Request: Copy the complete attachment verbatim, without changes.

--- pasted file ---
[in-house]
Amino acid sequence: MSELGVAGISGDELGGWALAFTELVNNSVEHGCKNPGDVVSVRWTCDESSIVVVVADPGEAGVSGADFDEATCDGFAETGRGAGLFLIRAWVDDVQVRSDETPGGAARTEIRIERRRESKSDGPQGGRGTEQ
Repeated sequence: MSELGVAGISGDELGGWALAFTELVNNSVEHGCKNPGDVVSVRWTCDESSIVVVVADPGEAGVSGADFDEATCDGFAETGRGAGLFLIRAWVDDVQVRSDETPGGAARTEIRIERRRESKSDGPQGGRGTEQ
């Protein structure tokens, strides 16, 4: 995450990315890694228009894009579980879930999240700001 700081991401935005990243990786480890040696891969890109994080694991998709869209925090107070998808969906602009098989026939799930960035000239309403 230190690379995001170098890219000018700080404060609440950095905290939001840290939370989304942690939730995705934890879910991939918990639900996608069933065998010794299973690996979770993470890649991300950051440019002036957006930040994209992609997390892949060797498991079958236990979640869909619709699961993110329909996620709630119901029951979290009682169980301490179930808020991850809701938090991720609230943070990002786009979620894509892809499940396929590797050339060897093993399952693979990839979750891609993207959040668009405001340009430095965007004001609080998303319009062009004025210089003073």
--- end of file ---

[in-house]
Amino acid sequence: MSELGVAGISGDELGGWALAFTELVNNSVEHGCKNPGDVVSVRWTCDESSIVVVVADPGEAGVSGADFDEATCDGFAETGRGAGLFLIRAWVDDVQVRSDETPGGAARTEIRIERRRESKSDGPQGGRGTEQ
Repeated sequence: MSELGVAGISGDELGGWALAFTELVNNSVEHGCKNPGDVVSVRWTCDESSIVVVVADPGEAGVSGADFDEATCDGFAETGRGAGLFLIRAWVDDVQVRSDETPGGAARTEIRIERRRESKSDGPQGGRGTEQ
């Protein structure tokens, strides 16, 4: 995450990315890694228009894009579980879930999240700001 700081991401935005990243990786480890040696891969890109994080694991998709869209925090107070998808969906602009098989026939799930960035000239309403 230190690379995001170098890219000018700080404060609440950095905290939001840290939370989304942690939730995705934890879910991939918990639900996608069933065998010794299973690996979770993470890649991300950051440019002036957006930040994209992609997390892949060797498991079958236990979640869909619709699961993110329909996620709630119901029951979290009682169980301490179930808020991850809701938090991720609230943070990002786009979620894509892809499940396929590797050339060897093993399952693979990839979750891609993207959040668009405001340009430095965007004001609080998303319009062009004025210089003073």